Democrats & Liberals Archives

Plan B: Rewriting history. How Bush hides the truth.

Days before the New York Times published its December 16th report uncovering President Bush’s domestic surveillance program issuing a secret executive order authorizing the National Security Agency (NSA) to eavesdrop on American citizens, a memo was reclassified and removed from the national archives. The 1952 memo on how to structure the NSA which had been publicly available for almost 30 years when it was declassified in 1976 is now gone; deleted; eradicated from public view. It’s as if the memo never existed.

This program, recently reported by both the NY Times (link) and NBC News (link) is a program to reclassify previously released material began in 1999 after the CIA and other agencies objected to Clinton's 1995 declassification order. The order, which ironically states in its opening paragraph: "Our democratic principles require that the American people be informed of the activities of their Government." allows for the President to declassify, safeguard and declassify national security information. Essentially, government documents are supposed to be declassified after 25 years unless there is particular reason to keep them secret. But the new reclassification program is itself classified. So finding out the criteria for the reclassification of material is unattainable. Basically, if you have to ask, you shouldn't know.
Even those in charge of managing the effort of government classification recognize that the recent reclassification of many document were wrong. J. William Leonard, the Director of Information Security Oversight Office who conducted an audit surrounding the recent reclassification orders, noted that "It just boggles the mind." after he reviewed many of the documents that were now considered classified by the White House. And since the document removals have not been reported to the Information Security Oversight Office, as the law has required for formal reclassifications since 2003, laws may have been broken in the process.

Among the many documents recently reclassified:

  • A 1962 telegram from George F. Kennan, then ambassador to Yugoslavia, containing an English translation of a Belgrade newspaper article on China's nuclear weapons program
  • State Department documents on whether the Chinese would invade Korea in 1950.
  • President Truman's plan to fire Gen. MacArthur.
  • CIA plot to drop propaganda behind the Iron Curtain from hot air balloons.

This information also presents concern over those managing the effort as well as historians throughout the country. As there is significant concern about what may or may not be considered espionage if a historian owns a copy of a now, reclassified, document.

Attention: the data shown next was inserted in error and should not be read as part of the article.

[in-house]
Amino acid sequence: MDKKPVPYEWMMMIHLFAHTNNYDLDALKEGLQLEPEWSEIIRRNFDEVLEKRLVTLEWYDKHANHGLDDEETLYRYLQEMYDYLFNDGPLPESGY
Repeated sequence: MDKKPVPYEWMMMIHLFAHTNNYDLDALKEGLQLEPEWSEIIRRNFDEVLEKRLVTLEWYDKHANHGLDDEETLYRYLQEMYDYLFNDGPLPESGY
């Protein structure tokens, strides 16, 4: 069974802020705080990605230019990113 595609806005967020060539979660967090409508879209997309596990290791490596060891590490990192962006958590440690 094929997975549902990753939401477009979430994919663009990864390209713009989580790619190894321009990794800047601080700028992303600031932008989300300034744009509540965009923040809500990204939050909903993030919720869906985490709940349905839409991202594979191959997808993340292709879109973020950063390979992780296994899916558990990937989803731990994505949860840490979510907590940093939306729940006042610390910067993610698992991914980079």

Although the reclassification program began in 1999, under Clinton, it was relatively contained. 9500 documents have been revoked since the reclassification program began with 85% of those documents removed by the Bush administration. However, classification of documents is not unheard of with the Bush administration. The US government, in 2004, classified more than 14 million documents, up from 11 million in 2003 and 8 million in 2002. The Bush administration is obviously trending toward more secrecy than openness.

Critics fear that the administration is rewriting history. Anna K. Nelson, a foreign policy historian at American University, said she and other researchers had been puzzled in recent years by the number of documents pulled from the archives with little explanation.

"I think this is a travesty," said Dr. Nelson, who said she believed that some reclassified material was in her files. "I think the public is being deprived of what history is really about: facts."

"This, essentially, retroactively withdraws those records from view and makes government unaccountable," says Scott Armstrong, a national security expert. "History vanishes with the substitution of that one page."

When the mantra of: "We always try to maintain a balance between being open but trying to protect national security," as State Department deputy spokesman Adam Ereli. So when the President orders the editors of the NY Times to the White House in a feeble attempt to bully the newspaper into squashing the wiretapping story, the White House goes into plan B: Rewrite the history books to cover the tracks.

Posted by john trevisani at February 27, 2006 10:57 AM
Comments
Comment #129873

John
We are talking about documents 25 years ago,right?

What info happened 25 years ago are you alleging ties in with the president?…or is this some kind of evil plot cooked uo by the nefarious Dick Cheney?

Probably has something legitimate to do with the war on terror..access to public info that the enemy can also get…but that couldn’t be right…..nah….too plausible…..

Posted by: sicilianeagle at February 27, 2006 11:22 AM
Comment #129875

SE,

Ya think that keeping Truman’s plan to fire MacArthur would be something that would help OBL?

Posted by: Rocky at February 27, 2006 11:26 AM
Comment #129876

Bet you hadn’t noticed that a coup took place in this country. You wanna know? GFY

Posted by: sndyrmony at February 27, 2006 11:27 AM
Comment #129887

Three words:

MINISTRY of TRUTH

Orwell was only 20 years off.

Posted by: Dave at February 27, 2006 12:06 PM
Comment #129906

I don’t know why they would reclassify the documents you list. Many could be reconstituted anyway, since people have copies and/or you could go to other sources.

While as a person who studies history, I oppose such things, I doubt if it has much (or anything) to do with Bush policies today. Declassification/reclassification is done by career bureaucrats, often near the end of their careers. The job is sort of like being in purgatory.